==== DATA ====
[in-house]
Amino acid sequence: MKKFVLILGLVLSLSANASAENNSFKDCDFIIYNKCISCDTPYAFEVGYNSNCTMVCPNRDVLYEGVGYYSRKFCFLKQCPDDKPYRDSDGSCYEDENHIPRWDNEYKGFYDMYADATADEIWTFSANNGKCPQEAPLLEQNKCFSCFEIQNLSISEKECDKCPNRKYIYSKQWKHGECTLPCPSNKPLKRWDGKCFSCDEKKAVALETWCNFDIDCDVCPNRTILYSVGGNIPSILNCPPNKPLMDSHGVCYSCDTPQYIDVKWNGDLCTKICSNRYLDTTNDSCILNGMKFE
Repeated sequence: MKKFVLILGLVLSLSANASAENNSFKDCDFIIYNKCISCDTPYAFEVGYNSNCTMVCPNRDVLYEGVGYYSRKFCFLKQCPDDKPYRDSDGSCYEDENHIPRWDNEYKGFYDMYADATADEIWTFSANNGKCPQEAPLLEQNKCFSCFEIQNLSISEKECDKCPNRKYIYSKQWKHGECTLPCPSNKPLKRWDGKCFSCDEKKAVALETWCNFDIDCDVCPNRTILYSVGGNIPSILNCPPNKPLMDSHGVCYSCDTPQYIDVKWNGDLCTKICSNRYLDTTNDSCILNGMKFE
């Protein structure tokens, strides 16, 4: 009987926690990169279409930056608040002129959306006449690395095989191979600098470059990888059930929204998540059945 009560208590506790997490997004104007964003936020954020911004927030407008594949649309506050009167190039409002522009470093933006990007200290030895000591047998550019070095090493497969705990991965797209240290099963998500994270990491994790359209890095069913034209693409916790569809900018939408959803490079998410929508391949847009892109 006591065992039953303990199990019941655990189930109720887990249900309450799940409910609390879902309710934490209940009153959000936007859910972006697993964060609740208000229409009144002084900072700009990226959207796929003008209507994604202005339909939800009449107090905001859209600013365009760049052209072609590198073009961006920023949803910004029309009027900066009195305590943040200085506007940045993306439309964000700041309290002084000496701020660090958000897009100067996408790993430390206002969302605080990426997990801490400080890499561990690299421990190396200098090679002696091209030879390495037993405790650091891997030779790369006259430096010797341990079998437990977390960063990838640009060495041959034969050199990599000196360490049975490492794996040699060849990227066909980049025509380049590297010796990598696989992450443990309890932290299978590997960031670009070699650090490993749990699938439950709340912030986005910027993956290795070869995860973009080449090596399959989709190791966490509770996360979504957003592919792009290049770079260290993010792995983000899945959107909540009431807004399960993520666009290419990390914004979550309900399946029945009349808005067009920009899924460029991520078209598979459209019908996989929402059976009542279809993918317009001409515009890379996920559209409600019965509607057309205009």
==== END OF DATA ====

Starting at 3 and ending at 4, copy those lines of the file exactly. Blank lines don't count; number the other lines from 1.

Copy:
Repeated sequence: MKKFVLILGLVLSLSANASAENNSFKDCDFIIYNKCISCDTPYAFEVGYNSNCTMVCPNRDVLYEGVGYYSRKFCFLKQCPDDKPYRDSDGSCYEDENHIPRWDNEYKGFYDMYADATADEIWTFSANNGKCPQEAPLLEQNKCFSCFEIQNLSISEKECDKCPNRKYIYSKQWKHGECTLPCPSNKPLKRWDGKCFSCDEKKAVALETWCNFDIDCDVCPNRTILYSVGGNIPSILNCPPNKPLMDSHGVCYSCDTPQYIDVKWNGDLCTKICSNRYLDTTNDSCILNGMKFE
């Protein structure tokens, strides 16, 4: 009987926690990169279409930056608040002129959306006449690395095989191979600098470059990888059930929204998540059945 009560208590506790997490997004104007964003936020954020911004927030407008594949649309506050009167190039409002522009470093933006990007200290030895000591047998550019070095090493497969705990991965797209240290099963998500994270990491994790359209890095069913034209693409916790569809900018939408959803490079998410929508391949847009892109 006591065992039953303990199990019941655990189930109720887990249900309450799940409910609390879902309710934490209940009153959000936007859910972006697993964060609740208000229409009144002084900072700009990226959207796929003008209507994604202005339909939800009449107090905001859209600013365009760049052209072609590198073009961006920023949803910004029309009027900066009195305590943040200085506007940045993306439309964000700041309290002084000496701020660090958000897009100067996408790993430390206002969302605080990426997990801490400080890499561990690299421990190396200098090679002696091209030879390495037993405790650091891997030779790369006259430096010797341990079998437990977390960063990838640009060495041959034969050199990599000196360490049975490492794996040699060849990227066909980049025509380049590297010796990598696989992450443990309890932290299978590997960031670009070699650090490993749990699938439950709340912030986005910027993956290795070869995860973009080449090596399959989709190791966490509770996360979504957003592919792009290049770079260290993010792995983000899945959107909540009431807004399960993520666009290419990390914004979550309900399946029945009349808005067009920009899924460029991520078209598979459209019908996989929402059976009542279809993918317009001409515009890379996920559209409600019965509607057309205009």